Guides Menu
Guidelines for urban ecosystem restoration Menu

Back to all guides

Guidelines for urban ecosystem restoration

In support of achieving the objectives of the UN Decade on Ecosystem Restoration, this Guide equips cities with knowledge about the importance of ecosystem restoration in urban areas and provides tools to build the necessary capacity to take restoration action.

What is ecosystem restoration?
What is ecosystem restoration?

According to the UN, “ecosystem restoration” refers to “assisting the recovery of degraded, damaged and destroyed ecosystems to regain ecological functionality and provide the goods and services that people value”. To fully understand what this means, we first need to define what an ecosystem is. An ecosystem is a geographic area where plants, animals, and other organisms, as well as weather and landscapes, interact to form complex units of life and which provide nature-based goods and services, also known as ‘nature’s contributions to people’ (NCP), that people need to survive and prosper. With this in mind, ecosystem restoration requires reclaiming degraded environments to enhance the health of that ecosystem. A healthy ecosystem is one that is intact in its physical, chemical, and biological components and their interrelationships, such that it is resilient to withstand change and stressors. It is a system that is not experiencing abnormal growth or decline of native species, the concentration of persistent contaminants, or drastic anthropogenic changes to its landscape or ecological processes.

 

When an ecosystem is healthy, it is able to provide NCP and services that humans need to sustain their livelihoods. These ecosystem services include:

  • improving water security
  • promoting healthy soils
  • minimizing erosion
  • improving flood attenuation
  • improving air quality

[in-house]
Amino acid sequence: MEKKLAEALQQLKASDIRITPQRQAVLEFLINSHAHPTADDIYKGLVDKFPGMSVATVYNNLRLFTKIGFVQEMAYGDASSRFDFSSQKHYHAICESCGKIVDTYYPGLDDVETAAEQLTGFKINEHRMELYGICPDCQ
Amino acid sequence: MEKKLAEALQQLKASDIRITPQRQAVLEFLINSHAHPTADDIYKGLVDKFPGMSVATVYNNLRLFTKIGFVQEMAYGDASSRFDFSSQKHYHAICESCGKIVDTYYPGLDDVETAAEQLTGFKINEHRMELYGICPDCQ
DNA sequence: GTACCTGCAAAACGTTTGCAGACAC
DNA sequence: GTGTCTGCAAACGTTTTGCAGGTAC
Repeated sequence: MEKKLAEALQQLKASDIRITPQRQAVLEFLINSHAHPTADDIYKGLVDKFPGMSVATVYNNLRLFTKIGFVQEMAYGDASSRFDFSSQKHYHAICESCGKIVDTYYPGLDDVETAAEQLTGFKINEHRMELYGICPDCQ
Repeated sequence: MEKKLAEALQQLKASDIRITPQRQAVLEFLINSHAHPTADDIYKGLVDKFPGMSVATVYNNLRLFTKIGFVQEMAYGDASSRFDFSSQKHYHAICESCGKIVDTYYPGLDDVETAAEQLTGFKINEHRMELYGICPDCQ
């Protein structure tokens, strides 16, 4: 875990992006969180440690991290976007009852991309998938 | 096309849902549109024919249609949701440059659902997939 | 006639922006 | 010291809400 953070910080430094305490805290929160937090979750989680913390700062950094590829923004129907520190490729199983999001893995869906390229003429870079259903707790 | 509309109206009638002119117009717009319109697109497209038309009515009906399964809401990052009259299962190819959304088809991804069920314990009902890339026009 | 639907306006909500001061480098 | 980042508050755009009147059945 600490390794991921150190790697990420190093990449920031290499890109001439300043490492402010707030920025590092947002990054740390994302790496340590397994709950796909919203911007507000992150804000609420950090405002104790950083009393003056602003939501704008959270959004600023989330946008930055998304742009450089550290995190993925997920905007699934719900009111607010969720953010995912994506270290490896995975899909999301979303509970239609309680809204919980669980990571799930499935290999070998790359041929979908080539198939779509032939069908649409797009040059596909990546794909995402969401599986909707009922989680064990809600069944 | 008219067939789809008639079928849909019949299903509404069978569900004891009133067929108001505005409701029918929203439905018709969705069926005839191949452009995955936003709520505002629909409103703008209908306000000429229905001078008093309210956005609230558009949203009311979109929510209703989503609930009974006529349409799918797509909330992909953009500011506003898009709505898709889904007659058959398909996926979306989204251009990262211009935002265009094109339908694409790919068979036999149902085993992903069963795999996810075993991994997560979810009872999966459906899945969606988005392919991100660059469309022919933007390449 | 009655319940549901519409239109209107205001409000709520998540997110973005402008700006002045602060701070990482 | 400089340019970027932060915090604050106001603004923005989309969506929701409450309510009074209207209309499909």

• safeguarding animal and plant species
  • regulating changing climate  

While ecosystems cannot always be restored to their original function, ecosystem restoration helps degraded environments recover to the extent that they can sustain more natural functions and processes that can support nature-based services to society.

Why ecosystem restoration?

Nature’s contribution to people provides benefits that are vital for human survival and well-being. As mentioned above, these contributions and services include cleaning our water and air, providing food and medicinal resources, and providing habitats for many organisms, including plant and animal species. Ecosystems such as forests, estuaries, peatlands and grasslands play a significant role in carbon storage and sequestration, making them a key resource in attempts to fix carbon and slow down the impacts of climate change. Healthy ecosystems are generally more resilient to the impacts of climate change, which means they have the ability to cope with and bounce back from natural extreme events such as volcanic eruptions, landslides, hurricanes, and wildfires. However, growing populations and subsequent demands for natural resources have exacerbated the loss of biodiversity in our global ecosystems, which makes them more vulnerable to the impact of climate change. Similarly, urbanization and the associated urban land expansion has a significant impact on biodiversity. Having an understanding of species’ habitat loss is critical for informed urban planning to safeguard biodiversity and people.

According to recent estimates, by 2050, the global population is projected to increase to ~9.8 billion, with around 6.7 billion people living in urban areas. Urban expansion is projected to grow significantly in the next 20-30 years, putting an estimated 290,000 km2 of natural habitat under threat from urban expansion, particularly in developing countries.